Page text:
The plan being discussed by Ken Cargill, BBC Scotland's editor of television news and current affairs, Colin Cameron, its head of television, and John McCormick, the BBC Scotland controller, would involve a single, hour-long, early evening bulletin combining regional, national and international news.
The Scottish National Party, which is seeking a judicial review of the impartiality of the BBC's general political coverage in Scotland, was "delighted" with the BBC Scotland's outline proposals. "Anything which reduces the vast amount of news and current affairs coming from London would be welcome," said Michael Russell, the party's chief executive.
Nigel Smith, chairman of the Broadcasting for Scotland Campaign, was equally jubilant: "The feeling is that Scottish stories are not given their proper perspective, so news would be improved by doing this."
However, Michael Fabricant, a Conservative member of the Commons National Heritage Select Committee, said it would be "a shame" if the BBC pursued what he saw as an "isolationist policy", and expressed concern about the cost implications of new dedicated service at a time of corporation austerity.
The BBC's newsgathering operation in London would continue to produce the early evening news for England and Wales, but would be reduced to supplying inserts from home and abroad for the new Glasgow-based service. The flagship Nine O' Clock News would not be affected.
A spokesman for BBC Scotland confirmed that the early evening regional opt-out was one of a number of options under review. "It is a normal activity for any organisation in a period of rapid change to be constantly looking at how it can deliver its services more efficiently and provide the best possible programmes for its viewers and listeners," he said.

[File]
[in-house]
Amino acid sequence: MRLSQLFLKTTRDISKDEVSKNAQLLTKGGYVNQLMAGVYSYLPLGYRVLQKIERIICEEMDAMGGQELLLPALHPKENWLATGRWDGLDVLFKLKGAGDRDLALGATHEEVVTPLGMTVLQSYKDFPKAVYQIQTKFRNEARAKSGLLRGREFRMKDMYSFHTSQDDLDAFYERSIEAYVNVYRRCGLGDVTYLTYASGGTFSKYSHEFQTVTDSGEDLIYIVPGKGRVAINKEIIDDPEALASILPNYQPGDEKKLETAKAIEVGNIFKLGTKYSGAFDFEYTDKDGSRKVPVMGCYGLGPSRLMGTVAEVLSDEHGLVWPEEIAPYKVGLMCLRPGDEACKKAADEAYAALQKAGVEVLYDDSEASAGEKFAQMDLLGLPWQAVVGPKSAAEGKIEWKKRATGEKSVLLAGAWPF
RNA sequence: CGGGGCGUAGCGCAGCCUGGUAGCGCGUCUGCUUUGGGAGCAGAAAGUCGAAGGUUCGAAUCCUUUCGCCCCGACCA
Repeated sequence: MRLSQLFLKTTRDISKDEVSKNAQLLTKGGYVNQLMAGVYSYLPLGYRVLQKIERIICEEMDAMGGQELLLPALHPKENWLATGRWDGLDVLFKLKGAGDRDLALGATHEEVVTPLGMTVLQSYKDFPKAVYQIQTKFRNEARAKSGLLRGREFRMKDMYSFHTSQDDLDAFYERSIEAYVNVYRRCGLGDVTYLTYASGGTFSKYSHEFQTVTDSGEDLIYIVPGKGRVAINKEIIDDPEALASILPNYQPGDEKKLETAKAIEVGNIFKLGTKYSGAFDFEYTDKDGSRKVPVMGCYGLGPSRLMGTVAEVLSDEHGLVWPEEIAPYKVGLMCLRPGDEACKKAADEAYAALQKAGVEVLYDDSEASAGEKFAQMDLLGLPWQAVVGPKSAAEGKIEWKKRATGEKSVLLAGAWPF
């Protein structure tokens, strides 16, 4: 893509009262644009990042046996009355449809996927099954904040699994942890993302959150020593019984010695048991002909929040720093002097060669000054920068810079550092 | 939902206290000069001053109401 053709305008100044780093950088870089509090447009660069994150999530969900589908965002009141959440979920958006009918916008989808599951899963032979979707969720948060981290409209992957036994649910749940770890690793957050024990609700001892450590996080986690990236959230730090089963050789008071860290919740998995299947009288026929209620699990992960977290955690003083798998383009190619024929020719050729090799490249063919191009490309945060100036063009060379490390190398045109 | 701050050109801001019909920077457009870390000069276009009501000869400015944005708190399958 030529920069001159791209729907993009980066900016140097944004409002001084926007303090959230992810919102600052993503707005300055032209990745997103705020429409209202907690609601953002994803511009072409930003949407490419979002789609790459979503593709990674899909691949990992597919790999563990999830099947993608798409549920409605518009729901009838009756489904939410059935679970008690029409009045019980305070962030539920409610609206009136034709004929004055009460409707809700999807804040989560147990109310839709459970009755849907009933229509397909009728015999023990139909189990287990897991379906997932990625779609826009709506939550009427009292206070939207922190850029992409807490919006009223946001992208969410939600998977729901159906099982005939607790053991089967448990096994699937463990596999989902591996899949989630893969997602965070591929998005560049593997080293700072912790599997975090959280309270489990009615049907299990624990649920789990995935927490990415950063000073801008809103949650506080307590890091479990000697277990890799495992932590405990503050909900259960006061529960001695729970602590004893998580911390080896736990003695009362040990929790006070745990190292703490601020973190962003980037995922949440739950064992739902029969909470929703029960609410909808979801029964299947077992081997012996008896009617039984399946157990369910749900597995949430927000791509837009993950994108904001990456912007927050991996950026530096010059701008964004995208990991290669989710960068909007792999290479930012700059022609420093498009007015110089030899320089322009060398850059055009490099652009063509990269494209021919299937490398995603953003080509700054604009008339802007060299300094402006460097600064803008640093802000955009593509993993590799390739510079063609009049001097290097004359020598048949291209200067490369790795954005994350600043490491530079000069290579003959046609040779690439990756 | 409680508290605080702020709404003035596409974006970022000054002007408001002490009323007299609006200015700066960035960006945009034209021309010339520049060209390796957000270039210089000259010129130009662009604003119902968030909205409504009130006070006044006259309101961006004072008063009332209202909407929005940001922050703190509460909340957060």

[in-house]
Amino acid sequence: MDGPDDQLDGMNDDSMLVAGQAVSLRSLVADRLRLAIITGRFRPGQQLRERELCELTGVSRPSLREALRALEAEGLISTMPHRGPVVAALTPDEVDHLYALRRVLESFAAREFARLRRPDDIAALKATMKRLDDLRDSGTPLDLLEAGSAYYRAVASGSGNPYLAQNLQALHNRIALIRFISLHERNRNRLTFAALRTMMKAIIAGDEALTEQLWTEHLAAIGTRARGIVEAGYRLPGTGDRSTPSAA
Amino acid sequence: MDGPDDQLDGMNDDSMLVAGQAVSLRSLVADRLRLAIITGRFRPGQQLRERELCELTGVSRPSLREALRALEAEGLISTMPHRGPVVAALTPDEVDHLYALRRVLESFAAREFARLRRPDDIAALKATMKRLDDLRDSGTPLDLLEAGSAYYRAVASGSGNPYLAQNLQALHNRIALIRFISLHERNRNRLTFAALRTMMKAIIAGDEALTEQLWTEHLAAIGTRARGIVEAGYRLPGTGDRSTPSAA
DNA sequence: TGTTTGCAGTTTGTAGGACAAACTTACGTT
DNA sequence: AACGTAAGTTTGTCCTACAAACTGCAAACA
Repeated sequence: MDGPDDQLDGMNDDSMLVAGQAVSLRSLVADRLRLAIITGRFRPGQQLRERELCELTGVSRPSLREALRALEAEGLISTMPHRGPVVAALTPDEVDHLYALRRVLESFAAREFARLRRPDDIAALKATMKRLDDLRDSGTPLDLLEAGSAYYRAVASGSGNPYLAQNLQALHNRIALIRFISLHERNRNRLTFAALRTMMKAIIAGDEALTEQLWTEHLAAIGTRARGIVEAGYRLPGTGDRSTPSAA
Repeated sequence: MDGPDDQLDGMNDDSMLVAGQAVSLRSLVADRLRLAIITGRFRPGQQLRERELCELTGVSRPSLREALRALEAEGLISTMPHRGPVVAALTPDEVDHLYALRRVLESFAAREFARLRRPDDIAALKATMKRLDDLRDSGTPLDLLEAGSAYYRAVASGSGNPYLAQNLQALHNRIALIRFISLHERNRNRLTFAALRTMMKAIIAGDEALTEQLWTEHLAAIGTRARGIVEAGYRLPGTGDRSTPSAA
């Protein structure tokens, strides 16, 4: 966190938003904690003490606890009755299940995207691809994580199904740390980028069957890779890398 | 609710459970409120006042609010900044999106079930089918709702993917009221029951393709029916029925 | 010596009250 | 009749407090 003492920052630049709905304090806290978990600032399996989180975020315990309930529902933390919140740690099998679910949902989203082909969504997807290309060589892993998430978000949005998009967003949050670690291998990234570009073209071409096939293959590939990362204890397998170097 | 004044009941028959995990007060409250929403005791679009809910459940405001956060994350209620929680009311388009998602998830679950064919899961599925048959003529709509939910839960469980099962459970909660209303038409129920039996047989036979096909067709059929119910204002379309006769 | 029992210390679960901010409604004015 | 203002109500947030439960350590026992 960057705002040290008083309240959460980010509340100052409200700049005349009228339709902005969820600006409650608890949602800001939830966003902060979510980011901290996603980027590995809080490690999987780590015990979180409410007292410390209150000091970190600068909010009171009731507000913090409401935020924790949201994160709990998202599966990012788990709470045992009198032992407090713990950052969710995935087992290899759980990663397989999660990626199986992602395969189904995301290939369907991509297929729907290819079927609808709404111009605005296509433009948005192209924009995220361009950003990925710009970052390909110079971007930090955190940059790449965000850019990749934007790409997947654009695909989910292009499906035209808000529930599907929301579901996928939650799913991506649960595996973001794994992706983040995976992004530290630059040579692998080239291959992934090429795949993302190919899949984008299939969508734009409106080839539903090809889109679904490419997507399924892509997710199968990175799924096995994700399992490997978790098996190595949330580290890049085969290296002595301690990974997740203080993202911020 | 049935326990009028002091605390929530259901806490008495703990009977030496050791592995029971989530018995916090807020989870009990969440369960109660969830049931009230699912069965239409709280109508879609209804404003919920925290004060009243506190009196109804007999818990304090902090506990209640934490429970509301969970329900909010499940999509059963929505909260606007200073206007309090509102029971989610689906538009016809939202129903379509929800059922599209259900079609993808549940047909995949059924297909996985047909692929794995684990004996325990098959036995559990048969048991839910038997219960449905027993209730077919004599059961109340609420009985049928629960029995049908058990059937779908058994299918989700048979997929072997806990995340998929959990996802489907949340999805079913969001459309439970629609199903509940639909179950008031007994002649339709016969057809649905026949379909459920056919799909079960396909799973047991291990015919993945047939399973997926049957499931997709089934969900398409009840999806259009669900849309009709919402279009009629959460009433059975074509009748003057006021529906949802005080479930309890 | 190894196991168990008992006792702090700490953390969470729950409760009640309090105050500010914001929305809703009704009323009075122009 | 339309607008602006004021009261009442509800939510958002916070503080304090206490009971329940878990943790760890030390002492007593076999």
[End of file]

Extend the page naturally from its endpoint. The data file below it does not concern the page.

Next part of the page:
"It is crucial that the BBC addresses these issues with a view to keeping one step ahead of our competitors. We've been looking ahead, taking a 10-year perspective and various ideas concerning news coverage have emerged from our discussions."
The proposal would have a number of clear advantages. It would prevent the frequent and, for viewers, irritating situation whereby significant Scottish stories are carried at length on the network bulletins from London, and then duplicated in the regional news.
However, the true significance of any such move is seen both inside the corporation and by commercial rivals as political. A dedicated single bulletin leading on items most relevant to the region would help silence critics of the BBC in Scotland who complain it is driven too much by management in London.
The corporation is still recovering from the recent debacle over an edition of Panorama, which would have featured an interview with John Major on the eve of the local elections in Scotland.
Senior BBC Scotland staff had advised against the broadcast arguing that it was politically insensitive.
Fearing it might prejudice the result, the SNP, Labour and the Liberal Democrats went to court and secured a temporary interdict delaying transmission until after the polls closed.
The BBC's board of governors subsequently issued a statement expressing "regret that overall the BBC showed insufficient regard to the Scottish dimension and there was inadequate consultation with Scottish management".
BBC Scotland executives are also aware that should Labour win the next general election, they could face a Scottish parliament within two years, an eventuality with obvious implications for the news agenda.
A senior BBC Scotland news and current affairs source insisted however that the driving force for change was "technological" and not entirely political.
"It's also nothing to do with interesting stories such as Panorama, although it may be that Panorama underlined the need for greater communication between London and Scotland."
He added that the proposal was currently being explored in "theoretical terms", with the results unlikely to appear in the near future.Reuse content